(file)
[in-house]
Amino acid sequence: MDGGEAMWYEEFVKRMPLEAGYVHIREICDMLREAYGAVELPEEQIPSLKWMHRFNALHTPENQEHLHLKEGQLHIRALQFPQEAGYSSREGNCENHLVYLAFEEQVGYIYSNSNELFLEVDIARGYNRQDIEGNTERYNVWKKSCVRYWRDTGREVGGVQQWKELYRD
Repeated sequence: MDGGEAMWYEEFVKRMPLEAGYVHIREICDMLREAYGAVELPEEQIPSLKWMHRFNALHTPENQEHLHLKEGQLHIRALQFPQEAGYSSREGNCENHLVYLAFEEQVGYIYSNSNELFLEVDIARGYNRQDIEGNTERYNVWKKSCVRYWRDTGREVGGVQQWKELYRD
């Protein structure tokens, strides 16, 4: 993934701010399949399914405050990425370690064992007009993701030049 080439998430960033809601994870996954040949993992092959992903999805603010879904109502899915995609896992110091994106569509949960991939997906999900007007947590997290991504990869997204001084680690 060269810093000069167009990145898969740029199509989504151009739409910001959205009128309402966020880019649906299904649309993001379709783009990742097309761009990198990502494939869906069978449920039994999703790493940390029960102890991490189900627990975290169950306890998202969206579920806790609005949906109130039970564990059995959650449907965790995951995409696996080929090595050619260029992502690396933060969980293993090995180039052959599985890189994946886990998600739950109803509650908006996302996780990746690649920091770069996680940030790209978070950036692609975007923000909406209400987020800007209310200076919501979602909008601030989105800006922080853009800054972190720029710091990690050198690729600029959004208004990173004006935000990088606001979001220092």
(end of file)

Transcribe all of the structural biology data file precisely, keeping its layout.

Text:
[in-house]
Amino acid sequence: MDGGEAMWYEEFVKRMPLEAGYVHIREICDMLREAYGAVELPEEQIPSLKWMHRFNALHTPENQEHLHLKEGQLHIRALQFPQEAGYSSREGNCENHLVYLAFEEQVGYIYSNSNELFLEVDIARGYNRQDIEGNTERYNVWKKSCVRYWRDTGREVGGVQQWKELYRD
Repeated sequence: MDGGEAMWYEEFVKRMPLEAGYVHIREICDMLREAYGAVELPEEQIPSLKWMHRFNALHTPENQEHLHLKEGQLHIRALQFPQEAGYSSREGNCENHLVYLAFEEQVGYIYSNSNELFLEVDIARGYNRQDIEGNTERYNVWKKSCVRYWRDTGREVGGVQQWKELYRD
């Protein structure tokens, strides 16, 4: 993934701010399949399914405050990425370690064992007009993701030049 080439998430960033809601994870996954040949993992092959992903999805603010879904109502899915995609896992110091994106569509949960991939997906999900007007947590997290991504990869997204001084680690 060269810093000069167009990145898969740029199509989504151009739409910001959205009128309402966020880019649906299904649309993001379709783009990742097309761009990198990502494939869906069978449920039994999703790493940390029960102890991490189900627990975290169950306890998202969206579920806790609005949906109130039970564990059995959650449907965790995951995409696996080929090595050619260029992502690396933060969980293993090995180039052959599985890189994946886990998600739950109803509650908006996302996780990746690649920091770069996680940030790209978070950036692609975007923000909406209400987020800007209310200076919501979602909008601030989105800006922080853009800054972190720029710091990690050198690729600029959004208004990173004006935000990088606001979001220092």